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Malaysia ponders stricter punishments for whistleblowers, journalists

In this Feb 10, 2015 photo, Malaysian police stands guard during a protest outside the Palace of Justice in Putrajaya, Malaysia
In this Feb 10, 2015 photo, Malaysian police stands guard during a protest outside the Palace of Justice in Putrajaya, Malaysia

AP Photo/Joshua Paul

This statement was originally published by CIJ on 6 February 2016.

The Centre for Independent Journalism (CIJ) is appalled at the most recent assault against the right to freedom of expression and information and its critical role in upholding democracy in Malaysia. We refer to the proposal by Attorney-General Mohamad Apandi Ali to increase the punishment under the already heavy-handed Official Secrets Act to include life imprisonment and 10 strokes of the rotan to target journalists.

This is an indicator of a government who is intolerant of criticism and fearful of accountability, and a case of shooting the messenger to distract from the real issue at hand, which is good governance and transparency in a working democracy. It is also signalling a government which is using all laws at its disposal to restrict and clamp down on our right to freedom of expression.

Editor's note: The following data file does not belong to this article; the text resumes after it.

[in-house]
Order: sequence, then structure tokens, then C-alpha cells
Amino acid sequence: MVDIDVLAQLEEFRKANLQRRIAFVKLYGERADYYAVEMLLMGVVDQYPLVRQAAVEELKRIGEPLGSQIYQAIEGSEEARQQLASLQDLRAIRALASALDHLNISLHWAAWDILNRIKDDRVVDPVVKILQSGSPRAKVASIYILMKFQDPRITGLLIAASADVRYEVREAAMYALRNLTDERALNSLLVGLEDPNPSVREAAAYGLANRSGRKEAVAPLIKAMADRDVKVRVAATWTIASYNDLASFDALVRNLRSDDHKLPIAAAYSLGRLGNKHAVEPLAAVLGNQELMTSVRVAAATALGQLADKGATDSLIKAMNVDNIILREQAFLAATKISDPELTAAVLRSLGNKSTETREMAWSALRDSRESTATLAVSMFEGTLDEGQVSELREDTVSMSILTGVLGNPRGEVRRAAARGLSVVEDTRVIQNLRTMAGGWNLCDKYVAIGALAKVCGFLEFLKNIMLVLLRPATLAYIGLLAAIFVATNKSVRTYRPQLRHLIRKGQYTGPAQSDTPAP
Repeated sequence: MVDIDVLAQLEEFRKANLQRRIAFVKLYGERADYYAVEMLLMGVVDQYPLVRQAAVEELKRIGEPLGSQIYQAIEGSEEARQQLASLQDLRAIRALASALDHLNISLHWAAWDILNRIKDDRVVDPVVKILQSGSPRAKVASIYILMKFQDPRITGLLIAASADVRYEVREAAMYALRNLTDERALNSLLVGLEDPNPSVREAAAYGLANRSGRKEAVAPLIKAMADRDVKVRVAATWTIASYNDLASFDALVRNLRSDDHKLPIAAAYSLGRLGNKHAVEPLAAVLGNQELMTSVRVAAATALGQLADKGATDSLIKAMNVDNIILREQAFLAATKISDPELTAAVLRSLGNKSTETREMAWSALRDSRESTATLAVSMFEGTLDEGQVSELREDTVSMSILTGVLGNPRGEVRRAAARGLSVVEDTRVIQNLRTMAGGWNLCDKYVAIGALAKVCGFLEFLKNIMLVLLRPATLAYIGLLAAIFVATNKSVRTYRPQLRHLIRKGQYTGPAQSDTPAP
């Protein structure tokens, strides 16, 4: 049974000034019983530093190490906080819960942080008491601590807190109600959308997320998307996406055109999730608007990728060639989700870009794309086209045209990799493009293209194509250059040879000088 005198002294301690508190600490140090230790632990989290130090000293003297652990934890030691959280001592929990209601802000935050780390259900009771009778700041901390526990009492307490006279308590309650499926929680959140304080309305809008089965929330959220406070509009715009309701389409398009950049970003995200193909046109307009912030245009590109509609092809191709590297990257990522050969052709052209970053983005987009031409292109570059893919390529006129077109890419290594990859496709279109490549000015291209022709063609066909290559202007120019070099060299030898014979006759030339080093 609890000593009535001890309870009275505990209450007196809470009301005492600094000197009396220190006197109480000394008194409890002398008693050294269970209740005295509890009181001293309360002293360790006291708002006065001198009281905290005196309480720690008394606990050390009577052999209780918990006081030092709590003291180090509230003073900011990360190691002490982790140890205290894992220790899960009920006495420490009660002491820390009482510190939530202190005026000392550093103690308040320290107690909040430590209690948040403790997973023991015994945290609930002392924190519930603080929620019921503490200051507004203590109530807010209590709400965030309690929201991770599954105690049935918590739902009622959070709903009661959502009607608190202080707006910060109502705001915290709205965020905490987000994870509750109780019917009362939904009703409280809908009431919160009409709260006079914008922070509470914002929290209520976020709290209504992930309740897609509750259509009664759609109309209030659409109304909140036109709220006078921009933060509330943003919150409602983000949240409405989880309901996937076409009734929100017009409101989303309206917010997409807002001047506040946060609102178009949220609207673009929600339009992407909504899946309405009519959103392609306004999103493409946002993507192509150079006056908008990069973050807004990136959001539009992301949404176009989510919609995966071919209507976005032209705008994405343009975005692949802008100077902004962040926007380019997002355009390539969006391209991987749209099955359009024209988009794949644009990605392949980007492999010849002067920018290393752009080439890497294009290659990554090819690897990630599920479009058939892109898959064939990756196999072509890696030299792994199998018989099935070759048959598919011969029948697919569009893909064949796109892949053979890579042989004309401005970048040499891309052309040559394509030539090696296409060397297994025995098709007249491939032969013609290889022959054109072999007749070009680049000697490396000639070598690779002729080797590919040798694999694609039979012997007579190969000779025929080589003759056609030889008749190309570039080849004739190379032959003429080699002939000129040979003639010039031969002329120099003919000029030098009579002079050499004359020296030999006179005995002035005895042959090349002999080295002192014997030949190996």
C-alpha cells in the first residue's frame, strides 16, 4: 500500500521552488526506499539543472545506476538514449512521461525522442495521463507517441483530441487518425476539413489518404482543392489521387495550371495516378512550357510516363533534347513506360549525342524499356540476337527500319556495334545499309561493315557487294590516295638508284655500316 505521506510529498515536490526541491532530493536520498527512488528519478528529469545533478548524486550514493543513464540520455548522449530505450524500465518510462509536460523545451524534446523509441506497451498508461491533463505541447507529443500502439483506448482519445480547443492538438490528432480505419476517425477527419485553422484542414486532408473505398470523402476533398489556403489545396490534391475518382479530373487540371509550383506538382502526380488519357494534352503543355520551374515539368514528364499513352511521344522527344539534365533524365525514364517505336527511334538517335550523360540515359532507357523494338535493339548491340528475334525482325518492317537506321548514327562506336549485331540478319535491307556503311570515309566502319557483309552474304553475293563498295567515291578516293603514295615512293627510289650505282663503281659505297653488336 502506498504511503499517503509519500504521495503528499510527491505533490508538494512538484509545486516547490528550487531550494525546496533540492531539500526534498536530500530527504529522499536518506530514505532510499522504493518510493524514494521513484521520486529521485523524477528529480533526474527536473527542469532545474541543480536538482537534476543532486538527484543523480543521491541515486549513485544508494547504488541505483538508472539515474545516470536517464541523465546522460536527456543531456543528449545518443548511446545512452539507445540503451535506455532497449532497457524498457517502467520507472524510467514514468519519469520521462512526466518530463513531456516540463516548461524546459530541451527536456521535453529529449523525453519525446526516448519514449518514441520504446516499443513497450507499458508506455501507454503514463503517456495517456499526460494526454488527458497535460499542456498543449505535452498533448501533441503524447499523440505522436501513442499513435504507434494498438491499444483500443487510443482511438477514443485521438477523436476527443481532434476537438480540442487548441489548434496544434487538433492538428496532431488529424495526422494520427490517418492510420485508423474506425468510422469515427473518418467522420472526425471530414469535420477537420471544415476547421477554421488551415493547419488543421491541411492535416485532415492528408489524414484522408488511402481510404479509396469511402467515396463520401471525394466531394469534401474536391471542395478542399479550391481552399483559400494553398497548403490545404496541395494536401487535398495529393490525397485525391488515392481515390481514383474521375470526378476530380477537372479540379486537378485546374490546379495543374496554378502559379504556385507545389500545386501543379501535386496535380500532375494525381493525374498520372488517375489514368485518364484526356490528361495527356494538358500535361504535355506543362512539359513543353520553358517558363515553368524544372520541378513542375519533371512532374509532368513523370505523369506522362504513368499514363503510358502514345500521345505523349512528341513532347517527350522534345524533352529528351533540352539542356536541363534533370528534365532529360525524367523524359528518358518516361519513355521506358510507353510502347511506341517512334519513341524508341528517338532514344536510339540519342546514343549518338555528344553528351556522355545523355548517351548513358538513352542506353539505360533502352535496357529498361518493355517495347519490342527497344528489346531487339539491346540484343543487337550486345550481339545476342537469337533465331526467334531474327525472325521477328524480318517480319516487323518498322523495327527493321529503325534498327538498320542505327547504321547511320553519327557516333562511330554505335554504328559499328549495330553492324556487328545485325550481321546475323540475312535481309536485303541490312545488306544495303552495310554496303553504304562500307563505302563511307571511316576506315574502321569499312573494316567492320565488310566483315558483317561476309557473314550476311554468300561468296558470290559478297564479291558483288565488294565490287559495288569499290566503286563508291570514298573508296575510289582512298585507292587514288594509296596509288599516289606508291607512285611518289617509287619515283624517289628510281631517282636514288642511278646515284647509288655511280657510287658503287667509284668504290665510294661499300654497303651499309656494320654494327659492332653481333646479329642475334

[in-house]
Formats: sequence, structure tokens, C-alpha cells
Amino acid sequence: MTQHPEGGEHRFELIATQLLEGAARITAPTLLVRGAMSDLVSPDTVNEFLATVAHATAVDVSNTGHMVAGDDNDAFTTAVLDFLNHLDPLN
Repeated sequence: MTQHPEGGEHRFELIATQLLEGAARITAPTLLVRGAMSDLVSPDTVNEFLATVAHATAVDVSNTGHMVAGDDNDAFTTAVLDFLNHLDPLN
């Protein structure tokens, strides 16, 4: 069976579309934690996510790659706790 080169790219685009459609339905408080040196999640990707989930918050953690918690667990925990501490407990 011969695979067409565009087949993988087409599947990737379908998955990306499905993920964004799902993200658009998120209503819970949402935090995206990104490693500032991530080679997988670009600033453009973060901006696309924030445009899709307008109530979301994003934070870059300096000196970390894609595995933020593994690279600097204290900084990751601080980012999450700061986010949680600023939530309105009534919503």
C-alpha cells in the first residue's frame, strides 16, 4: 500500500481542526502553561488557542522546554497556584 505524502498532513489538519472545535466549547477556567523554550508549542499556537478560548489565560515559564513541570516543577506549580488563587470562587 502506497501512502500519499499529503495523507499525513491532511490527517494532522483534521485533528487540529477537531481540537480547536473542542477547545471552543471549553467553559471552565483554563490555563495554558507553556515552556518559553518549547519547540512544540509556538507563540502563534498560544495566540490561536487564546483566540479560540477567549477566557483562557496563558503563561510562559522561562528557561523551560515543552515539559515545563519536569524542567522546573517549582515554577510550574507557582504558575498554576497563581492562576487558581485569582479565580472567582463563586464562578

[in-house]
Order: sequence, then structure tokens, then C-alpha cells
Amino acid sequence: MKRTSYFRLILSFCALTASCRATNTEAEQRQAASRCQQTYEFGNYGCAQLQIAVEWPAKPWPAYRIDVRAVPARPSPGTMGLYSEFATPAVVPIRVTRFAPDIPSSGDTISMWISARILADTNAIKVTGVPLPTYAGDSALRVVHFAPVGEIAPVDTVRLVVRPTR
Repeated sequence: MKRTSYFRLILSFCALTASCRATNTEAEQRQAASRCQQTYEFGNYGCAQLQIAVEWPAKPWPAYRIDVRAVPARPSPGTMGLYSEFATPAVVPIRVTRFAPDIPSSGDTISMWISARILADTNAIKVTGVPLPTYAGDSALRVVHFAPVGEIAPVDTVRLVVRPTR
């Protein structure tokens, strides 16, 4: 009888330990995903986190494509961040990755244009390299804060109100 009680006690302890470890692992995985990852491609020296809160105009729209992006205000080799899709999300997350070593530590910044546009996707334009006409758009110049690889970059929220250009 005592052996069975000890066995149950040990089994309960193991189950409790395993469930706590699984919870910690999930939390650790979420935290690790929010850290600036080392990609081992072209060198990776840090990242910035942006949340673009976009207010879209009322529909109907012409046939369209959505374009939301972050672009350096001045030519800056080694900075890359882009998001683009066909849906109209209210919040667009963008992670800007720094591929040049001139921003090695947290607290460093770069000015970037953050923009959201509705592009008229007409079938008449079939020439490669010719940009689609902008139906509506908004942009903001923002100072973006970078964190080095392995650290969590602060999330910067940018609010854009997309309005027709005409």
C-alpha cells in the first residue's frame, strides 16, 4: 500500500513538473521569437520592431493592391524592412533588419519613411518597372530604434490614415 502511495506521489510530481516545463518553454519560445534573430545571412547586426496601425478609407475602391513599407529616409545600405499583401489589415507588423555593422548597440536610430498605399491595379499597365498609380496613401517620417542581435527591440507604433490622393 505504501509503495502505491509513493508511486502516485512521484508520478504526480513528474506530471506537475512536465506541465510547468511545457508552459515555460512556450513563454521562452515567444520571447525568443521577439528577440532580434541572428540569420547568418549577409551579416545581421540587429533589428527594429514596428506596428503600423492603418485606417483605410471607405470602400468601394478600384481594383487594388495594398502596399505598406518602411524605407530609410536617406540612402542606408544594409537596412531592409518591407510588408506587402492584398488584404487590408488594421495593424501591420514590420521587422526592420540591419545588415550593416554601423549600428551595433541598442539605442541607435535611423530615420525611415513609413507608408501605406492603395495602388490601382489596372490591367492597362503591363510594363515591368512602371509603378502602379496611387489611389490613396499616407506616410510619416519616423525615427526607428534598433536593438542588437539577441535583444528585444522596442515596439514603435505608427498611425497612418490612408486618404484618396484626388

We wish to remind the AG that the right to freedom of speech and expression, enshrined under Article 10 of the Federal Constitution, includes as per Article 19 of the Universal Declaration of Human Rights, the "freedom to hold opinions without interference and to seek, receive and impart information and ideas through any media and regardless of frontiers." In short, it includes the right to information, or in more common language, the right to know. Any limitations to this right is by exception, and needs to be in pursuit of a legitimate aim and is both necessary and proportionate. We question if this most recent proposal meets this internationally accepted norm.

The reported leaks in recent times seem to be an indication of failed processes within the government to address issues of accountability and transparency, where civil servants feel they need to seek media intervention. Protection of sources remains one of the strongest safeguards and principles not just for good journalism ethics, but as a pillar of the public's right to know and to demand accountability from its government. It enables the media to play its critical role in exposing wrongdoing and to stimulate public debate on subjects that are paramount to public interest.

At this critical juncture of our nation's democratic development, we urge the AG to restrain his compulsion to propose greater restrictions on our democratic rights and freedoms through heavy-handed laws that seem to be pushed through with little debate, but instead, to work on ways in which these rights can be defended.

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